"Researchers at Hewlett Packard Labs, where
the first practical memristor was created, have invented a new variation on the
device - a
memristor laser..." Also, "From
Transistor to Memristor: Switching Technologies for the Future."
Here's another news tidbit to tweak the
idiot who keeps harassing me for daring to claim
memristors are real
entities. "These brain-mimicking devices boast tiny energy budgets and hardened
circuits. Memristive devices that mimic neuron-connecting synapses could serve as
the hardware for neural networks that copy the way the brain learns. Now two new
studies may help solve key problems these components face not just with yields and
reliability, but with finding applications beyond neural nets. Memristors, or memory
resistors, are essentially switches that can remember which electric state they
were toggled to after their power is turned off. Scientists worldwide aim to use
memristors and similar components to build electronics that, like neurons, can both
compute and store data. Such brain-inspired neuromorphic hardware may also prove
ideal for implementing neural networks - AI systems increasingly finding use in
applications such as analyzing medical scans and empowering autonomous vehicles.
However, current memristive devices typically rely on emerging technologies with
low production yields and unreliable electronic performance..."
"Reservoir computing (RC) is an approach
for building computer systems inspired by current knowledge of the human brain.
Neuromorphic computing architectures based on this approach are comprised of dynamic
physical nodes, which combined can process spatiotemporal signals. Researchers at
Tsinghua University in China have recently created a new RC system based on
memristors, electrical components that regulate the flow of electrical current
in a circuit, while also recording the amount of charge that previously flowed through
"A chip consisting of
memristor crossbars was trained using a local on-chip learning algorithm. The
team demonstrated that their approach could accurately reconstruct Braille representations
of nine famous computer scientists from highly distorted inputs. Deep-learning models
have proven to be highly valuable tools for making predictions and solving real-world
tasks that involve the analysis of data. Despite their advantages, before they are
deployed in real software and devices such as cell phones, these models require
extensive training in physical data centers, which can be both time and energy consuming.
Researchers at Texas A&M University, Rain Neuromorphics and Sandia National
Laboratories have recently devised a new system for training deep learning models
more efficiently and on a larger scale. This system, introduced in a paper published
in Nature Electronics, relies on the use of new training algorithms and memristor
crossbar hardware, that can carry out multiple operations at once..."
- a portmanteau of "memory" and "resistor" - is the fourth fundamental electronic
component, along with the resistor,
inductor. The name was coined in 1971, which sounds like yesterday to someone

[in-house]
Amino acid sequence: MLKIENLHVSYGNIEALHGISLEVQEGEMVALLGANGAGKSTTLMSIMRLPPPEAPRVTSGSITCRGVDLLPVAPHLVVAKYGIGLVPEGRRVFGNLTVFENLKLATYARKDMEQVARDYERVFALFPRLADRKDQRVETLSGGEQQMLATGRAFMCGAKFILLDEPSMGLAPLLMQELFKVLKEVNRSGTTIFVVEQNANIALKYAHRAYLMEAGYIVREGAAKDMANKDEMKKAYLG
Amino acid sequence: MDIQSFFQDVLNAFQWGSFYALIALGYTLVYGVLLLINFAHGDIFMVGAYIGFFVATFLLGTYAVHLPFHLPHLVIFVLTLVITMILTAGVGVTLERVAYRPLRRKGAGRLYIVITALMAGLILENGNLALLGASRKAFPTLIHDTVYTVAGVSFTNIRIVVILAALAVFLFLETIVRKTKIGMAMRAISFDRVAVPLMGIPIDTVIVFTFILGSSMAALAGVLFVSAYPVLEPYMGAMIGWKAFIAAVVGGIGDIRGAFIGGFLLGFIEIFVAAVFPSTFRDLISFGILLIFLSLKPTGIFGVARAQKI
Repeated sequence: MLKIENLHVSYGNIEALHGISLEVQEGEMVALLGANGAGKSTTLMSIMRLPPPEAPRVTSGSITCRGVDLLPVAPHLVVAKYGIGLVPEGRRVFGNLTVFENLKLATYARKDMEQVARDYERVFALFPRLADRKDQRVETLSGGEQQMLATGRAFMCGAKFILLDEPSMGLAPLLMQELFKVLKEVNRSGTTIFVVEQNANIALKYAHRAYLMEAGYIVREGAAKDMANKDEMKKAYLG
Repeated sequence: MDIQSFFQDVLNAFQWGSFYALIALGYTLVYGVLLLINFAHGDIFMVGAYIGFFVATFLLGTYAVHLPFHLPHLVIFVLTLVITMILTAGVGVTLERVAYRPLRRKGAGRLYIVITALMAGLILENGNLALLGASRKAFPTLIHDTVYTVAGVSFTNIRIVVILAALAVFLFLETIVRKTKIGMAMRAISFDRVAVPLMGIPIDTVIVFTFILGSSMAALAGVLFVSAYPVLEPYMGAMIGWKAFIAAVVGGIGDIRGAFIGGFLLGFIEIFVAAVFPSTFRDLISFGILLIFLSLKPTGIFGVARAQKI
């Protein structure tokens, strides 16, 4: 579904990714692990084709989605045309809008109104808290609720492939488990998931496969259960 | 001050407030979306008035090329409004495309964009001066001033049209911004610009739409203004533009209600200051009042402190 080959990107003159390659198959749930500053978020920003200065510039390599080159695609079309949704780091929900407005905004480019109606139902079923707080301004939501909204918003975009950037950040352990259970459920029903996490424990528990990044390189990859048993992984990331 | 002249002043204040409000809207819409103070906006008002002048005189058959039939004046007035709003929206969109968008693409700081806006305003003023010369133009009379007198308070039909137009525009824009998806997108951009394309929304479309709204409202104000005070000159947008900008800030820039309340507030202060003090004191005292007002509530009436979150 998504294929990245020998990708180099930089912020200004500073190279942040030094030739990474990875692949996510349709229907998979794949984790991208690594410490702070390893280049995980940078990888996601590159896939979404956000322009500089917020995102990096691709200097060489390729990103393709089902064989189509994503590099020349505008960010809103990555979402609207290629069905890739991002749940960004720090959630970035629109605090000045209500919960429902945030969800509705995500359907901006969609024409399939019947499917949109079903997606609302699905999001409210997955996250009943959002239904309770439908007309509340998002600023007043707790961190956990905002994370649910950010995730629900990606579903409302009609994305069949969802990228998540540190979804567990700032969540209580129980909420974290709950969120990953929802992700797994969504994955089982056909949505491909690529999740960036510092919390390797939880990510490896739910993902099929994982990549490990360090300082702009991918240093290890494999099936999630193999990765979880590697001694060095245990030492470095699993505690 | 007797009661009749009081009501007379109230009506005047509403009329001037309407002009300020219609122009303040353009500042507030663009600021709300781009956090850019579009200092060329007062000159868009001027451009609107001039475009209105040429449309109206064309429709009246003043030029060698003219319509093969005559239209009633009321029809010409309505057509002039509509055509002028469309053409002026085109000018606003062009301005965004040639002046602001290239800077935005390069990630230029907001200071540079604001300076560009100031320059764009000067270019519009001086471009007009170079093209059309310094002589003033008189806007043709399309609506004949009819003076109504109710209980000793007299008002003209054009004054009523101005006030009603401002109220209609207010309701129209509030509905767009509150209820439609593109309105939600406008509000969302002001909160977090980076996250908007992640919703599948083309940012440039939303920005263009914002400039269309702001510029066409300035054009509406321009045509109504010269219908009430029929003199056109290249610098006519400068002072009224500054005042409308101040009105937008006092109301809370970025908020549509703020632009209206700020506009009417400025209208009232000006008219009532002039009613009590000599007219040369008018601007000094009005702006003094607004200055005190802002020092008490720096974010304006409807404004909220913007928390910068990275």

like me (born in 1958), but incredibly that is now half a century ago.
Until fairly recently, the memristor was merely a theoretical curiosity existing
in academic papers. In April of 2008, HP Labs (Hewlett-Packard) reported on successfully
building a nanoscale
memristor in their R&D lab. As with all new technologies, since that time
much progress has been made.
To the left is a conceptual diagram illustrating
the symmetry of the four basic circuit components - the resistor, the capacitor,
the inductor, and the memristor. Per
Wikipedia: "Chua in his 1971 paper identified a theoretical symmetry between
the non-linear resistor (voltage vs. current), non-linear capacitor (voltage vs.
charge), and non-linear inductor (magnetic flux linkage vs. current). From this
symmetry he inferred the characteristics of a fourth fundamental non-linear circuit
element, linking magnetic flux and charge, which he called the memristor. In contrast
to a linear (or non-linear) resistor, the memristor has a dynamic relationship between
current and voltage, including a memory of past voltages or currents..."
* A nimrod named Tim H. keeps contacting me to say there is no such thing
as a real memristor and calls me bad names while doing so. Maybe someday I'll publish
his messages along with his name, e-mail address and things I've discovered about
him on the Internet.
"Over the past few
decades, the performance of machine learning models on various real-world tasks
has improved significantly. Training and implementing most of these models,
however, still requires vast amounts of energy and computational power.
Engineers worldwide have thus been trying to develop alternative hardware
solutions that can run artificial intelligence models more efficiently, as this
could promote their widespread use and increase their sustainability. Some of
these solutions are based on
memristors, memory devices that can store information without consuming
energy. Researchers at Université Paris-Saclay- CNRS, Université Grenoble-Alpes-CEA-LETI,
HawAI.tech, Sorbonne Université, and Aix-Marseille Université-CNRS have recently
created a so-called Bayesian machine (i.e., an AI approach that performs
computations based on Bayes' theorem), using memristors. Their proposed system,
introduced in a paper published in Nature Electronics, was found to be
significantly more energy-efficient than currently employed hardware solutions.
"Artificial intelligence is making major progress..."
Posted January 6, 2023